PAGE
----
Five-time Grammy Award-winning country artist and 2005 “American Idol” winner Carrie Underwood will make a stop in Happy Valley, bringing her “Blown Away” tour to State College. The two-time Academy of Country Music entertainer of the year will perform songs from her new album, as well as a vast catalog of hits when she takes the stage at the Bryce Jordan Center on Nov. 13.
Underwood, 29, first broke into the country music scene when she auditioned for “American Idol” in St. Louis in the summer of 2004. It didn’t take long for the country pop sweetheart to win over judge Simon Cowell, who predicted Underwood not only would win the competition, but also outsell all previous “Idol” winners.
Underwood dominated the voting, winning easily week after week until becoming the season-four winner on May 5, 2005.
Seven years after winning the competition, Underwood said she often reflects on the experience that changed her life.
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“I grew up in a small town in Oklahoma, of about 3,500 people,” Underwood said. “I always wanted to sing, but I never really considered myself to be any more special than anybody else. I just wanted to sing, and I just thought I’d go try out; and my life changed from that moment on.”
Underwood’s 2005 debut, “Some Hearts,” topped Billboard’s Country Albums chart for 27 weeks, has sold more than seven million copies, and was voted No. 1 country album of the decade by Billboard. Her follow-up album, 2007’s “Carnival Ride,” and 2009’s “Play On” each debuted at No. 1 on Billboard’s country and all-genre album charts. Over the course of three albums, Underwood’s catalog of hits has ruled the country radio airwaves with such songs as “Jesus, Take the Wheel,” “Before He Cheats,” “So Small,” “Just a Dream,” “Cowboy Casanova” and “All-American Girl.”
In the past year, Underwood has performed with Steven Tyler of Aerosmith on CMT’s “Crossroads,” scored a No. 1 country hit with good friend Brad Paisley on “Remind Me,” and sang with legendary pop singer Tony Bennett at this year’s Grammy Awards. But being musically diverse is nothing unusual for Underwood, who grew up surrounded by different genres of music.
“Where I grew up in Oklahoma we have so many country artists, but my parents had different tastes in music,” Underwood said. “My mom liked ’50s and ’60s music, the Supremes, the Carpenters and John Denver, and my dad liked ’60s and ’70s rock, like the Rolling Stones. I remember listening to metal bands like Guns N Roses and a lot of Aerosmith. And I grew up in a really country rural place, so I had a little bit of everything going on.”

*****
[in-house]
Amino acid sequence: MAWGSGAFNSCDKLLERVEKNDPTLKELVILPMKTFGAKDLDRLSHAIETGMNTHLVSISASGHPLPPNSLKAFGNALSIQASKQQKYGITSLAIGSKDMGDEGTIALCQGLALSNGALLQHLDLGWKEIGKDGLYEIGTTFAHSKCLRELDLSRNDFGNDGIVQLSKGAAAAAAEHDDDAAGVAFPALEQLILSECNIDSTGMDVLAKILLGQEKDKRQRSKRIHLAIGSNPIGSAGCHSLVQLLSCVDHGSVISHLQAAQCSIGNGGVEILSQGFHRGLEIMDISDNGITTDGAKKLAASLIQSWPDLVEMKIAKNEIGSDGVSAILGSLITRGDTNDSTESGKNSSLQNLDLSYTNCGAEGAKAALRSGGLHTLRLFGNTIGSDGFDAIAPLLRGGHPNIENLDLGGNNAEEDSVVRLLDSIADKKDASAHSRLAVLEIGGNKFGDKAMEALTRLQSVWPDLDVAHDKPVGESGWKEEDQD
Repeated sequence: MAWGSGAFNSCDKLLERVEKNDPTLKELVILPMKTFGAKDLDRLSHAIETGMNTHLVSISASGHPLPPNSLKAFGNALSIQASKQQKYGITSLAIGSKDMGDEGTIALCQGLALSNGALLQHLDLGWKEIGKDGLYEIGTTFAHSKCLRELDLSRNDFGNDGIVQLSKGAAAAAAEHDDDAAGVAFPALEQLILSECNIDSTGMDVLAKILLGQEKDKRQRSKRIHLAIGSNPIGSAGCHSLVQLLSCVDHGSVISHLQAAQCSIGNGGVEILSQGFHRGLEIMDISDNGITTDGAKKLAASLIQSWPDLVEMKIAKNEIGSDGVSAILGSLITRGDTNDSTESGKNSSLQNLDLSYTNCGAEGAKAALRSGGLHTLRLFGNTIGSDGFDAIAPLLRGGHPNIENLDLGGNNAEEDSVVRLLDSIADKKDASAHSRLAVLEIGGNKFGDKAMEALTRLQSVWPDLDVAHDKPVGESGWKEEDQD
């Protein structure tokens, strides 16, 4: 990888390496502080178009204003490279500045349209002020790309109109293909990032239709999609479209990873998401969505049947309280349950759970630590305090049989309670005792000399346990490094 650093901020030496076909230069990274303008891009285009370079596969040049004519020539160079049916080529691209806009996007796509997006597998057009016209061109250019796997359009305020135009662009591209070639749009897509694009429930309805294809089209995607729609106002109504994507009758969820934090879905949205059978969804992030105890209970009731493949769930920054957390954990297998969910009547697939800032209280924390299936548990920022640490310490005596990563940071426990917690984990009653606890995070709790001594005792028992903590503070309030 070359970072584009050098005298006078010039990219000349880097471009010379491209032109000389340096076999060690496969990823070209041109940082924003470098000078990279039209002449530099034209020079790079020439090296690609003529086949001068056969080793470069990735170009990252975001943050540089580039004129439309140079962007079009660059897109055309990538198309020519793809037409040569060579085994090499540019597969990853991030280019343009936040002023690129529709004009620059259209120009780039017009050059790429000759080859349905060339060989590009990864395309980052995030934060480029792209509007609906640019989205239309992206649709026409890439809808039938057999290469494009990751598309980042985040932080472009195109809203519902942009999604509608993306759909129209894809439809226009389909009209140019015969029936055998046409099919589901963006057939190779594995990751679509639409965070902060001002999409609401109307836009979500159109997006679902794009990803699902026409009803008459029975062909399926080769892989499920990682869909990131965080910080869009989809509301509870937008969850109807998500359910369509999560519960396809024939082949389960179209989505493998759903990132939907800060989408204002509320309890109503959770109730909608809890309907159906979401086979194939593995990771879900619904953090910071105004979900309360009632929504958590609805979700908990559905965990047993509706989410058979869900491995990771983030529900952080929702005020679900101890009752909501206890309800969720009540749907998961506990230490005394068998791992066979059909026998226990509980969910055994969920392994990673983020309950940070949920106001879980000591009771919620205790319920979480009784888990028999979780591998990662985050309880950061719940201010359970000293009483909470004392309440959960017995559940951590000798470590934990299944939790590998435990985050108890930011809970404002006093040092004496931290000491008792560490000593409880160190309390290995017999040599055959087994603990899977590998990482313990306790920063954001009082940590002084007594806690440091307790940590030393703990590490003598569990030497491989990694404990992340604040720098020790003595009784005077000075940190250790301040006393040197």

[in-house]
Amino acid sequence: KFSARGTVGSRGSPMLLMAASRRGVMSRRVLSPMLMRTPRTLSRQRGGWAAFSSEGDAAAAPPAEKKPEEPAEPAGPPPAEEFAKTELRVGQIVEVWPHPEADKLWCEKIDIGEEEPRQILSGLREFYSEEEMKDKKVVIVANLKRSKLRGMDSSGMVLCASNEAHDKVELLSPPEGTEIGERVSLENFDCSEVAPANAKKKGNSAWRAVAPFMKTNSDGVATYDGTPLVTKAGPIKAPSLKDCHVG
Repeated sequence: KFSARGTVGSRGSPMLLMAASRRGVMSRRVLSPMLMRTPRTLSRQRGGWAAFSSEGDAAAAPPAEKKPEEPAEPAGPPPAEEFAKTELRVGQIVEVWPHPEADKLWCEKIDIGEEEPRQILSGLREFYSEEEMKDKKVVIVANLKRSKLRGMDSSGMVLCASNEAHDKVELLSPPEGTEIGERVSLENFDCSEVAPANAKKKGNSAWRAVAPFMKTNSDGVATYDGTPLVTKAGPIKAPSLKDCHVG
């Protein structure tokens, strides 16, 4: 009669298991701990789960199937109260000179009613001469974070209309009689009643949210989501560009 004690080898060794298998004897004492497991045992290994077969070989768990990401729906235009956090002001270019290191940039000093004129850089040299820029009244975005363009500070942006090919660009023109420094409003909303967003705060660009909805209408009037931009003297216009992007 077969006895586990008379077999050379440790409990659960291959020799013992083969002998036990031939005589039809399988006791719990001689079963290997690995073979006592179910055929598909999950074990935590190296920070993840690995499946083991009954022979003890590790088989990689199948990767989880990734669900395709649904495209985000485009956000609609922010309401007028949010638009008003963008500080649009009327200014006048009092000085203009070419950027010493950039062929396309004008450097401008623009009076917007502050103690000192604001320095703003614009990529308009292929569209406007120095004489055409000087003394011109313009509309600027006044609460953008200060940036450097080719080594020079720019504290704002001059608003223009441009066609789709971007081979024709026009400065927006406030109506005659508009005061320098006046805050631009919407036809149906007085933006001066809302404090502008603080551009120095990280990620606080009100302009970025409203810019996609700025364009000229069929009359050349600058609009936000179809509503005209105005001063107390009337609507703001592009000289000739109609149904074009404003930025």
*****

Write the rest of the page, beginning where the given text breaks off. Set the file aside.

The singing superstar recently released her fourth album, “Blown Away,” which includes the first single, “Good Girl,” which became her 15th career No. 1 single. The album debuted at No. 1 on the Billboard 200, making Underwood only the third female to chart at No. 1 on the Billboard 200 with three country albums, tying her with Linda Ronstadt and Faith Hill. Underwood’s “Blown Away” international tour was launched on Sept. 14, and considering she has been the top-ranked female country touring artist for the past few years, this tour will undoubtedly be one of the hottest tickets of the year.
Since releasing her debut album, Underwood has won an extraordinary number of awards, putting her name with some of country music’s most legendary artists, including Loretta Lynn, Dolly Parton, Barbara Mandrell, Reba McEntire and Shania Twain, among others. In 2010, Underwood won her second ACM Entertainer of the Year award, becoming the first female artist to win the award twice. She has also won 10 ACM Awards, six American Music Awards, six People’s Choice Awards, nine CMT Music Awards, nine American Country Awards and seven BMI Songwriter Awards, plus many more.
Underwood may be sharing the spotlight with some of country music’s most famous women, but she speaks modestly of her accomplishments.
“I really don’t consider myself to be in that category at all,” Underwood said. “They pioneered so much and blazed a trail for the rest of us, and of course I hope that’s something that people like myself can do. I know Dolly and I know Loretta, and just to be in their company — that’s wonderful.”
With a long career ahead of her, Underwood is proud of what she has accomplished and feels happy about where she is today and about her future. But despite all she has achieved musically, for her there is much more to it than that.
“As far as music, we’ll see. I love what I do and I love the people that I’m around now,” Underwood said. “But I honestly think the biggest legacy I can leave doesn’t have much to do with music; it’s more about being a good friend, being able to help out people when I can and just being positive.”